The third graders at Queen of the Miraculous Medal School flipped through the pages of new dictionaries Friday.
The books were donated and funded collaboratively through the Jackson Northwest Kiwanis Club, John George Student Loan Foundation and Fraternal Order of Police Lodge 70.
Northwest Kiwanis member Stan Mazur said it`s part of an effort to get dictionaries into the hands of every third grader in Jackson County.
`I`m in hopes that all of you use these dictionaries. I still use it, and I`m 74 years old,` Mazur said to the third graders. `There`s still words in newspapers and magazines I don`t understand.`
Bob Frank, also a Northwest member, said it`s a program Kiwanis Clubs have been involved with for several years. The area`s other chapters of the service club–the Downtown Kiwanis Club of Jackson and Brooklyn Kiwanis–are also involved with distributing the books to students at every public and private school in the county.
He said the dictionaries donated to all of the county`s about 2,100 third graders cost $1.70 each.
Sarah O`Connell, a Queen`s third-grade teacher, said it`s been a while since the two third-grade classes have had new dictionaries.
`We`re starting to do some writing this year, and they`re always coming up and asking, `What does this word mean?“ she said. `They always want to look it up in the dictionary, and they have races.`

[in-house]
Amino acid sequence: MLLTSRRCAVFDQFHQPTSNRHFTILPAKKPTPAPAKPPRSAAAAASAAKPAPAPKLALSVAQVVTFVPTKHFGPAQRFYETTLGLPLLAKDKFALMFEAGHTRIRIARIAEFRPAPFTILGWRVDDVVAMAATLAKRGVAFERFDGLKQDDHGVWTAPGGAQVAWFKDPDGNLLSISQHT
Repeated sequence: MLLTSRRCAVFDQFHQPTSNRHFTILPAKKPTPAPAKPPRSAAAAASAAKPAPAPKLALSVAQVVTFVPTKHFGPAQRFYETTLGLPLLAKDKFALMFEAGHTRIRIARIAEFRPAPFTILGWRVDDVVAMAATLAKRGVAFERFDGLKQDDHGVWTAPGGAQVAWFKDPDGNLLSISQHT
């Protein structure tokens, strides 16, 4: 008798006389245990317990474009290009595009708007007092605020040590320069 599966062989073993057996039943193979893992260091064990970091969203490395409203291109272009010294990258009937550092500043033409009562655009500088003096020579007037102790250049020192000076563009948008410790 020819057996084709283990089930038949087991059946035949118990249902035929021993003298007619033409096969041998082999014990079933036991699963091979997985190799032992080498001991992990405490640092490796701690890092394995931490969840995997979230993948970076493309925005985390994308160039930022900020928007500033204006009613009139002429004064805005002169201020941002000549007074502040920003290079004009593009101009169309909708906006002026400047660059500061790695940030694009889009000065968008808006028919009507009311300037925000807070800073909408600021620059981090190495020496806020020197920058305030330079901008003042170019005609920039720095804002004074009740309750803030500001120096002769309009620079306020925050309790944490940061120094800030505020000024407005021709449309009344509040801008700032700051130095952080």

Mazur quizzed the kids about the biggest word in their dictionaries, which was 1,909 letters long and printed on the last page. Students in O`Connell`s class recently had learned how to use a dictionary, and their skills were put to the test.
`I want you to locate one word that I say,` Mazur told the two classes. For the students in room 508, it was `police,` and in 507, `newspaper.`
Jackson Police Sgt. Jeff Mazur, Stan Mazur`s son, also presented dictionaries to Queen`s third graders. He`s a member of the Fraternal Order of Police, which includes sworn officers, retirees and civilians, and founded the Community Visibility Fund.
The fund, which comes from payroll deductions of employees at the Jackson Police Department, contributed $500 toward the dictionaries, Jeff Mazur said.
`My plan is: They`re going to have this when they`re a senior in high school,` he said. `So, they keep this book, they utilize it, and they realize it`s a tool or a resource.`
Stan Mazur said he hopes the next collaborative effort will be getting thesauruses for the county`s sixth- or seventh-graders.
But for now, he said, he finds it rewarding to help ensure Jackson County`s `youngsters get a good education and become better citizens.`